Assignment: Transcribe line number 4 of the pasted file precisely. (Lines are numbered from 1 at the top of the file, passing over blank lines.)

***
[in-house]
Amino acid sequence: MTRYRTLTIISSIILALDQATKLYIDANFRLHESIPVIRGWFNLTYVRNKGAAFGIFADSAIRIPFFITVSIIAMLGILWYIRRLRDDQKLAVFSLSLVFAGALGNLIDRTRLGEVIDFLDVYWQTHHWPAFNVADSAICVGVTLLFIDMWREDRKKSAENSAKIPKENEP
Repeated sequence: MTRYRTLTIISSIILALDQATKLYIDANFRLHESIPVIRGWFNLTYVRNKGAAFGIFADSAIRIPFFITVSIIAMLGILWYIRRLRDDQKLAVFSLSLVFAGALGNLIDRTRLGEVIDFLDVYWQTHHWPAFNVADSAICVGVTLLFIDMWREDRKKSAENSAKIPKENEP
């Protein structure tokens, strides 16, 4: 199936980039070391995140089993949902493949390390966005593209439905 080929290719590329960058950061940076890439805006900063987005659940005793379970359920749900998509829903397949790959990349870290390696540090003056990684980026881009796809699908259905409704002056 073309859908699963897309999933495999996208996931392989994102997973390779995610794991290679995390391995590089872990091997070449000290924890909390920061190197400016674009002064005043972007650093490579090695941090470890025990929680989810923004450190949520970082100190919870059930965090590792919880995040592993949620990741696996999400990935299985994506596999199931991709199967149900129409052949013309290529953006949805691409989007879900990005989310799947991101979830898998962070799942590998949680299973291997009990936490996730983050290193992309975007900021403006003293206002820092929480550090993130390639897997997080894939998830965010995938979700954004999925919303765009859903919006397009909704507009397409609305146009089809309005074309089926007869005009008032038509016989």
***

């Protein structure tokens, strides 16, 4: 199936980039070391995140089993949902493949390390966005593209439905 080929290719590329960058950061940076890439805006900063987005659940005793379970359920749900998509829903397949790959990349870290390696540090003056990684980026881009796809699908259905409704002056 073309859908699963897309999933495999996208996931392989994102997973390779995610794991290679995390391995590089872990091997070449000290924890909390920061190197400016674009002064005043972007650093490579090695941090470890025990929680989810923004450190949520970082100190919870059930965090590792919880995040592993949620990741696996999400990935299985994506596999199931991709199967149900129409052949013309290529953006949805691409989007879900990005989310799947991101979830898998962070799942590998949680299973291997009990936490996730983050290193992309975007900021403006003293206002820092929480550090993130390639897997997080894939998830965010995938979700954004999925919303765009859903919006397009909704507009397409609305146009089809309005074309089926007869005009008032038509016989």